Tamara Wilhite: Your theater is located in Ohio. Where else can conservative playwrights get their works seen?

Robert Cooperman:  Darned if I know.  It is typical for a playwright to send me a play along with a note of thanks for being the one company that will look at their work with respect and seriousness.  I’m sure there are pockets of conservative theatres out there, but for the most part, Stage Right is it.


Tamara Wilhite: How often do plays turn into movies, TV shows or online content? What success stories can you discuss with the Liberty Island Magazine audience?  

Robert Cooperman:  If you’re talking about the plays that we have produced at Stage Right, that has not happened yet.  Right now, our success stories are limited to the spread of our ideas and greater awareness that we exist.  For example, I recently had a discussion with the Heritage Foundation, who would like to help conservative artists become a force.  I have met filmmakers who have had success bringing conservative-themed films to the public arena and there are, of course, some television shows that are considered “conservative,” although I’m not sure that the mainstream definition of “conservative” jibes with mine.  I’m a bit jaded when it comes to television because I think television writing both perpetuates the leftwing point of view and serves as a model for bad playwriting.  As an example, I was watching a rerun of “The Dick Van Dyke Show” where Rob has to teach his son about the birds and bees.  It was handled so thoughtfully, tactfully, with a sense of shame, and respect for the audience.  I can openly imagine how that scene would play out today!  It would no doubt be graphic, suggestive (if not blatant), and pandering to the lowest common denominator.


Tamara Wilhite: What are you currently working on?  

Robert Cooperman:  A few things.  First, I am going forward with the Fifth Annual Conservative Theatre Festival® in late January.  It will be produced live but will also be live-streamed, so that we can reach a much wider audience across the country.  Because it is my fifth annual Festival, I am also starting on a book about conservative theatre, brilliantly titled “Conservative Theatre.”  It will feature a selection of the plays that we have produced at the Festival over the years, but it will also include an introductory essay that defines conservative theatre.  I am also working on a short book entitled “Bad Playwriting,” which will espouse my theories about what makes playwriting so unfulfilling today (the influence of television is one factor).  It is not a book about how to write a play; it is a book that points out bad writing.  I am also planning the rest of my 2021 season (which is basically my postponed 2020 season) and beyond.  Finally, I am working on a play myself.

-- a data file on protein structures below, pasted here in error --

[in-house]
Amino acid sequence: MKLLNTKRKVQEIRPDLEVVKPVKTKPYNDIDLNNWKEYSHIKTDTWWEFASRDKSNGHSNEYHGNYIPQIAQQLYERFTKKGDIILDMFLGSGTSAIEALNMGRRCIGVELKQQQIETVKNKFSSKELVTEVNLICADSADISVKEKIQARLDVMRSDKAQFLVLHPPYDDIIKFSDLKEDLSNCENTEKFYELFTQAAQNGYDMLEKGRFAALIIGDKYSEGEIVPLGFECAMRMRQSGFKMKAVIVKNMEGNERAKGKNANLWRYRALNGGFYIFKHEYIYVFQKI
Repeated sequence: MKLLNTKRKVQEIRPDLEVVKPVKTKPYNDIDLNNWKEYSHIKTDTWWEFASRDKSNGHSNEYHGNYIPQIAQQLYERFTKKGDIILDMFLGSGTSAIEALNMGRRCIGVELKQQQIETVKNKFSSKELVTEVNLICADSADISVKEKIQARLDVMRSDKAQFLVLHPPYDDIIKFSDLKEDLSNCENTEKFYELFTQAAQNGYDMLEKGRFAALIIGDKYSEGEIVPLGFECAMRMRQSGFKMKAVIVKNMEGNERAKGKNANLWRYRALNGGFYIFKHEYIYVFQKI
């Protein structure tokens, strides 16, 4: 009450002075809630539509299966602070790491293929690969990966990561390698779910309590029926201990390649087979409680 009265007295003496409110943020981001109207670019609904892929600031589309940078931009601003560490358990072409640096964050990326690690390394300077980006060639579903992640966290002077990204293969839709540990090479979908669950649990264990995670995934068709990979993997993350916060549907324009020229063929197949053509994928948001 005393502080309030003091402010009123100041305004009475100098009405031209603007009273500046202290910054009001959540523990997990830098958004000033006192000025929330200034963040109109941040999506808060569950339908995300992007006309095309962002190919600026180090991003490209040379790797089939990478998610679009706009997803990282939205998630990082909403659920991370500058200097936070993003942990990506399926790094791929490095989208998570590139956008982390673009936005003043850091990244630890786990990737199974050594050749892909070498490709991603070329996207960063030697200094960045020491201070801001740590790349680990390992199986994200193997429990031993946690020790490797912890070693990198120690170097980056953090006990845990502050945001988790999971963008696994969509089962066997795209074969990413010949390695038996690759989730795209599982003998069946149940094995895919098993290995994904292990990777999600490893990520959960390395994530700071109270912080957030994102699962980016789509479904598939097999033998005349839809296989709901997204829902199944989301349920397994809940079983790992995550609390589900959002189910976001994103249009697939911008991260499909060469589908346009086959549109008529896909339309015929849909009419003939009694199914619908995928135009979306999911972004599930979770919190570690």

Tamara Wilhite: Is there anything you’d like to add?  

Robert Cooperman:  Yes, I’d love for your readers to be aware of Stage Right’s motto: “Disagreement Does Not Equal Hate”®.  This is a sentiment that even those on the left have appreciated.  I’m glad because it is a message to the left in particular.  The right is not, as is commonly and erroneously thought, motivated by hate (a word that is bandied around so much now that it has lost its currency).  Our disagreement with the left stems from political and religious beliefs (among others) that should be seen as another point of view in celebration of diversity.  Our motto is a warning to small thinkers who try to pigeonhole conservatives into a small box of hate, while, ironically, it is they who hate us, and are not afraid to say so.


Tamara Wilhite: Thank you for speaking with me.   

Robert Cooperman:  It is my pleasure!